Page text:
The publication of a paperback edition of Dave Rich’s Everyday Hate has made me consider how the anti-Semitism discussion has moved on since 7 October. It has become harder to downplay the pernicious effects of identity politics and Islamism than in February 2023 when the hardback edition was published.

Sadly the debate has not shifted because of the force of my arguments but because of the impact of the 7 October atrocities. Hamas’s role in the pogrom has made it harder to avoid discussing Islamist anti-Semitism – although its role in the West is still often played down. And the upsurge of anti-Semitism on university campuses has focused attention on identitarian anti-Semitism.

 Of course many on the pro-Israel side of the debate were already aware of these problems but were nervous of discussing them in public. Since 7 October avoiding the debate has become harder to do.

Meanwhile, those on the anti-Israel side, although generally claiming to oppose anti-Semitism, continue to focus on what they call the far right. To consider anti-Semitism more broadly would expose their complicity in the problem.

I first reviewed the original hardback edition of the book in April 2023 on this site. Back then I tried to get a balanced view of what I considered the book’s strengths and weaknesses. 

On the positive side I argued that: “the book works well as a primer for those who know little or nothing about anti-Semitism. It provides a lucid introduction to such flawed notions as Jews as Christ killers and the blood libel. It also explores stereotypes such as the link of Jews to finance and the idea that they are all rich.”

However, I also contended that the book had three key weaknesses. The most fundamental was its underestimation of the discontinuities in anti-Semitism. That is how its character has fundamentally changed over time. From my perspective anti-Semitism has to be understood in its specific contexts rather than as a timeless scourge. That necessitates a concerted effort to understand its different forms.

I argued back then that this ahistorical approach led to two key problems in tackling contemporary anti-Semitism. First, it made it harder to recognise the dangers of identity politics. It was easier to buy into the erroneous argument that contemporary “anti-racists” are potential allies of Jews rather than pre-disposed to anti-Semitism. Second, it meant that the threat posed by Islamism to Jews could be played down. For the record, I mentioned that Rich rejected these criticisms when I put them to him at a meeting at the Wiener library in London.

I was then asked to write an extended version of the review in the May issue of the Fathom Journal. I think the reason for the request was that the other reviews of the book had been almost wholly positive. The publication wanted an alternative view.

At about the same time as the extended review appeared I published an article on the Radicalism of fools arguing that Joe Biden’s plan to tackle anti-Semitism trivialised the problem. The president’s focus back then – just over a year ago – was almost entirely on the extreme right. It was a perfect illustration of my point on the downplaying or totally ignoring of identity politics and Islamism.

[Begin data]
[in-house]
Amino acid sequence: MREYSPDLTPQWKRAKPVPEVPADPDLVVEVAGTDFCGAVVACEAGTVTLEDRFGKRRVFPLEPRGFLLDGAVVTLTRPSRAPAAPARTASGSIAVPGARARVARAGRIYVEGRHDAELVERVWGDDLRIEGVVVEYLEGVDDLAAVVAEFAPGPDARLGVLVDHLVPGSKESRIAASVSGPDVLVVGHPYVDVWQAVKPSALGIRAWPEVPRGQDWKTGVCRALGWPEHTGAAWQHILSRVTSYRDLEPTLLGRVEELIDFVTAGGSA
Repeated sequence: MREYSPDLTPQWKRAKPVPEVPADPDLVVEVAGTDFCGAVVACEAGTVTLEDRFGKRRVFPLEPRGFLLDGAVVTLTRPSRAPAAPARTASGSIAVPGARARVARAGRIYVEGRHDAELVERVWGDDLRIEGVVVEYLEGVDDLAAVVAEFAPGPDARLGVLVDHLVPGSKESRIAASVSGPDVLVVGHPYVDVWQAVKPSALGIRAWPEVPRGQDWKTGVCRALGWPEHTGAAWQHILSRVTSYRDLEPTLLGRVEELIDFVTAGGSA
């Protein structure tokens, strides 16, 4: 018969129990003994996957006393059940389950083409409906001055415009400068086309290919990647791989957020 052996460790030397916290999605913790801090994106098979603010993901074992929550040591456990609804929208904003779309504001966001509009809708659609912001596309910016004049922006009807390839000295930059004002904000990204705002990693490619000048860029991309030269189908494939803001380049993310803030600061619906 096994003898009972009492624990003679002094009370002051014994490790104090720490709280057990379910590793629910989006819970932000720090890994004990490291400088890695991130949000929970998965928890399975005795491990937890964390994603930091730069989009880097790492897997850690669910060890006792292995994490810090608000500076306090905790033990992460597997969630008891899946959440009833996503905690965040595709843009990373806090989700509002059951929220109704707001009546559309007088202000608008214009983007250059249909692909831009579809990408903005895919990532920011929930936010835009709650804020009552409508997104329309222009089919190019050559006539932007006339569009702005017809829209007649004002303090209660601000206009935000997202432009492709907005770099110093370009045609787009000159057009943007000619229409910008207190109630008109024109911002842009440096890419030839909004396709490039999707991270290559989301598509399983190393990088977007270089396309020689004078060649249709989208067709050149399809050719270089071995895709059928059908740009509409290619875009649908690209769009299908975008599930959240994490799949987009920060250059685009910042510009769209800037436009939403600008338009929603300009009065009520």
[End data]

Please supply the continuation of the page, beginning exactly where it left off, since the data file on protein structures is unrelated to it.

Fast forward to 7 October and beyond and things have changed. It has become harder – at least on the pro-Israel side – to ignore the forms that exist beyond the extreme right.

In the case of Everyday Hate the new edition includes a new preface and two new chapters. The first looks at the reaction to the events of 7 October and their aftermath. The second examines leftist support for the anti-Israel cause. Islamism and identity politics can no longer be played down so easily.

Nevertheless – to Rich’s credit – he argues there are still phenomena which are difficult to explain. In the first new chapter he refers to “the mystery of why this conflict excites and animates like no other” (p259). More questionably he also refers to anti-Semitism as a “virus” even though, by his own account, he does not like the terminology (P263). 

In the second new chapter he usefully refers to the idea of settler colonialism being viewed as Israel’s “original sin”. In this he refers to authors such as Frantz Fanon, a prominent mid-twentieth century French Afro-Caribbean radical, and Joseph Massad of Columbia university.

Although the debate has moved on in important respects, and this should be recognised, there is still an awful lot of confusion. For example, there is little understanding that woke anti-Semitism (even if the label is disputed) is fundamentally different from left anti-Semitism historically. Many maintain the forlorn hope that identity politics can be tweaked to make it more Jew-friendly. Nor is the distinction between Islam and Islamism generally understood. And the challenge of identifying the historical specificity of anti-Semitism – rather than portraying it as a new manifestation of the oldest hatred – remains elusive. 

The aftermath of the 7 October Hamas pogrom in Israel has made the rethinking of anti-Semitism a more urgent task than ever. Both the extent and character of anti-Semitism is changing. Tragically the open expression of anti-Semitic views is once again becoming respectable. It has also become clearer than ever that anti-Semitism is no longer largely confined to the far right. Woke anti-Semitism and Islamism have also become significant forces.

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